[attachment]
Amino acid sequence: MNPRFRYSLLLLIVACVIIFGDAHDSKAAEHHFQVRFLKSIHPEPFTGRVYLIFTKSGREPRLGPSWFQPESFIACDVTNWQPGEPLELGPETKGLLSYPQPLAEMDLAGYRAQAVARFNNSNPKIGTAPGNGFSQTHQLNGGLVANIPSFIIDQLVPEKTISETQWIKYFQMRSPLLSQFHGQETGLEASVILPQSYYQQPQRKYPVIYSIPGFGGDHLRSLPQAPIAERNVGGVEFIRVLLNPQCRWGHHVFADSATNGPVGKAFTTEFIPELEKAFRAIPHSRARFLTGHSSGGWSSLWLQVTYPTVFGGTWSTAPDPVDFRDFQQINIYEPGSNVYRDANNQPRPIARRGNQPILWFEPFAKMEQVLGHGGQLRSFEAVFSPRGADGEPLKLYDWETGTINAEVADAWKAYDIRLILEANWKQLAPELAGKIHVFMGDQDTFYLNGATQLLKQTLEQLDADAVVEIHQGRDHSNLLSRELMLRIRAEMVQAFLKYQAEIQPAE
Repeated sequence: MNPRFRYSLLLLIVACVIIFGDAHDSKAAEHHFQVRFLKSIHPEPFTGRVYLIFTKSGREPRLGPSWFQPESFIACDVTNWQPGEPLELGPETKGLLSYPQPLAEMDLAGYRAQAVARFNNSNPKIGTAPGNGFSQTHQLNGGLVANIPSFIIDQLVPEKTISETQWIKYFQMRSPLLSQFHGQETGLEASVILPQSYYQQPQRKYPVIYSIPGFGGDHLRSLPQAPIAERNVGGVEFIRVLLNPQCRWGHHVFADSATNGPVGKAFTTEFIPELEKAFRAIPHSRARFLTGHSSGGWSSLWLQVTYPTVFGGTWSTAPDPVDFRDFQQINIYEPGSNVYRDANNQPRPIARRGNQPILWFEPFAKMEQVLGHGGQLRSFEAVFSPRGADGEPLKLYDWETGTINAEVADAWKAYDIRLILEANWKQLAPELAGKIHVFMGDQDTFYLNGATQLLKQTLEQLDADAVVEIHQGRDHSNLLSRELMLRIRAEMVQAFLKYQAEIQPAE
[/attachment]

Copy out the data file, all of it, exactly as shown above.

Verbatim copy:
Amino acid sequence: MNPRFRYSLLLLIVACVIIFGDAHDSKAAEHHFQVRFLKSIHPEPFTGRVYLIFTKSGREPRLGPSWFQPESFIACDVTNWQPGEPLELGPETKGLLSYPQPLAEMDLAGYRAQAVARFNNSNPKIGTAPGNGFSQTHQLNGGLVANIPSFIIDQLVPEKTISETQWIKYFQMRSPLLSQFHGQETGLEASVILPQSYYQQPQRKYPVIYSIPGFGGDHLRSLPQAPIAERNVGGVEFIRVLLNPQCRWGHHVFADSATNGPVGKAFTTEFIPELEKAFRAIPHSRARFLTGHSSGGWSSLWLQVTYPTVFGGTWSTAPDPVDFRDFQQINIYEPGSNVYRDANNQPRPIARRGNQPILWFEPFAKMEQVLGHGGQLRSFEAVFSPRGADGEPLKLYDWETGTINAEVADAWKAYDIRLILEANWKQLAPELAGKIHVFMGDQDTFYLNGATQLLKQTLEQLDADAVVEIHQGRDHSNLLSRELMLRIRAEMVQAFLKYQAEIQPAE
Repeated sequence: MNPRFRYSLLLLIVACVIIFGDAHDSKAAEHHFQVRFLKSIHPEPFTGRVYLIFTKSGREPRLGPSWFQPESFIACDVTNWQPGEPLELGPETKGLLSYPQPLAEMDLAGYRAQAVARFNNSNPKIGTAPGNGFSQTHQLNGGLVANIPSFIIDQLVPEKTISETQWIKYFQMRSPLLSQFHGQETGLEASVILPQSYYQQPQRKYPVIYSIPGFGGDHLRSLPQAPIAERNVGGVEFIRVLLNPQCRWGHHVFADSATNGPVGKAFTTEFIPELEKAFRAIPHSRARFLTGHSSGGWSSLWLQVTYPTVFGGTWSTAPDPVDFRDFQQINIYEPGSNVYRDANNQPRPIARRGNQPILWFEPFAKMEQVLGHGGQLRSFEAVFSPRGADGEPLKLYDWETGTINAEVADAWKAYDIRLILEANWKQLAPELAGKIHVFMGDQDTFYLNGATQLLKQTLEQLDADAVVEIHQGRDHSNLLSRELMLRIRAEMVQAFLKYQAEIQPAE